Teens have the pressure to do well in school and compete for their future success.  Those who live in good school districts often have college-level courses and an overwhelming level of work.  Meanwhile, those who live in lesser neighborhoods may fear violence and might struggle to get an education.  They are all reminded that they need to do well to have a chance at a good future and this competition and pressure looms overhead.  However, they are still young and working on being focused while a part of them just wants to play.  They are walking a fine line between childhood and maturity.

There are also so many social pressures to deal with.  They may have to navigate through bullying, cliques, or mean girls.  They may not have a support system to rely on.  They may have raging hormones and not know how to deal with unrequited feelings.  All these issues seem small and trivial once you are an adult who has successfully passed through this stage but it can be all-encompassing for a teen.  All these things can cause stress and even have long-term effects on self-esteem.

As if these things weren’t enough, these kids may have unhappiness or pressure to deal with at home.  Parents often start to let teen children in on the problems, thinking that they are old enough to understand.  They no longer shelter them from the negativity and uncertainties.  Although it is good for the teen to have some exposure to ‘real life’, sometimes they aren’t ready to process all of that.  And in addition to all this, there are so many scary realities about the world.  We as adults worry about the economy, jobs, terrorism, government but a less mature brain may also take this on as personal stress.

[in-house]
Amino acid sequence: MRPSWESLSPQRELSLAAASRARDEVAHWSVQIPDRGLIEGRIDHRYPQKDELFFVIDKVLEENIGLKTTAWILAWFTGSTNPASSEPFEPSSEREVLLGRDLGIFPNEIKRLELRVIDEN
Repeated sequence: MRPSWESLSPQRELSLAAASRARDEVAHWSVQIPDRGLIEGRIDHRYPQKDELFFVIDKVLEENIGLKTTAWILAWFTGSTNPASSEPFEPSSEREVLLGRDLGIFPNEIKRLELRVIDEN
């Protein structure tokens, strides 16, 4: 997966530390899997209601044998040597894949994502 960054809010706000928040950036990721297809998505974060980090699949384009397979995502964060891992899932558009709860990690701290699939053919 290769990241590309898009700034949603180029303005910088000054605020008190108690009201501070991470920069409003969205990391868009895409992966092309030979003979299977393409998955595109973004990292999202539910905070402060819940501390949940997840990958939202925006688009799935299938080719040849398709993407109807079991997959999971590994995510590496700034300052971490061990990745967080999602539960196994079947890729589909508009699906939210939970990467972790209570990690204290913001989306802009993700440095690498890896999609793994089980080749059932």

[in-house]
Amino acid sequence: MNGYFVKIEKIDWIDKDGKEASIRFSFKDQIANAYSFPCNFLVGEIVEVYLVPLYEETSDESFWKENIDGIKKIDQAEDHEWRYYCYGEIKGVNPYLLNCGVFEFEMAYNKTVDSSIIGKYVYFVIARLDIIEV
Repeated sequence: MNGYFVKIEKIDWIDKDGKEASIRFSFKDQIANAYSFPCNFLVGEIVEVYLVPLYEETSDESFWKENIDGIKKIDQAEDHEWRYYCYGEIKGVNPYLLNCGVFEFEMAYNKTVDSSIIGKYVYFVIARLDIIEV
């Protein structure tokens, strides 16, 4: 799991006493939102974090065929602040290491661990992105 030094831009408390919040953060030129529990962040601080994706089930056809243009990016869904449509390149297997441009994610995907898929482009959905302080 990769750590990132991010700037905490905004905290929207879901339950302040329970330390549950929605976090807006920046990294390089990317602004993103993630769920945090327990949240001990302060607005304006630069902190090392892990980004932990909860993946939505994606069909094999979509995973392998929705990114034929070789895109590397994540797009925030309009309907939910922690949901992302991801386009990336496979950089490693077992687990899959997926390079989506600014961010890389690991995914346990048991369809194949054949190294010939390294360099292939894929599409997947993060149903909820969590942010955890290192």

It’s a fine balance for us as parents to deal with our teens and not create unhealthy stress.  We need to motivate them and expose them to the world so that they are ready for it one day.  However, we might also need to shelter them and let them feel safe.  There is no harm in enjoying the end of childhood, they have the rest of their lives to be adults.

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Birthday Bonding with my Boys

Today, on my birthday, I received the best gift ever.  My boys wrote lovely and thoughtful notes in my card.  I know my boys love me and we have a great relationship but they are typical guys who don’t like to talk about feelings and definitely don’t want to write about them.  They just say ‘you know I love you and you’re the best’.  And while it’s true that I do know they love me, I’m a sap and I like to hear about the hows and whys.

I love my boys but can’t say I’m not a little envious of the moms of girls who come home and tell them all about their days.  I remember telling my mom all kinds of stories in detail.  She knew all about my friends and what was going on at school.  My guys do talk but it takes a lot to get them started.  They don’t seem to respond to ‘what did you do today?’.  That gets a response of ‘nothing’ or ‘I don’t remember’.  It takes a lot of creative questions to get them in a comfortable zone where they will start chatting.  Sometimes, then they keep talking more than I expected.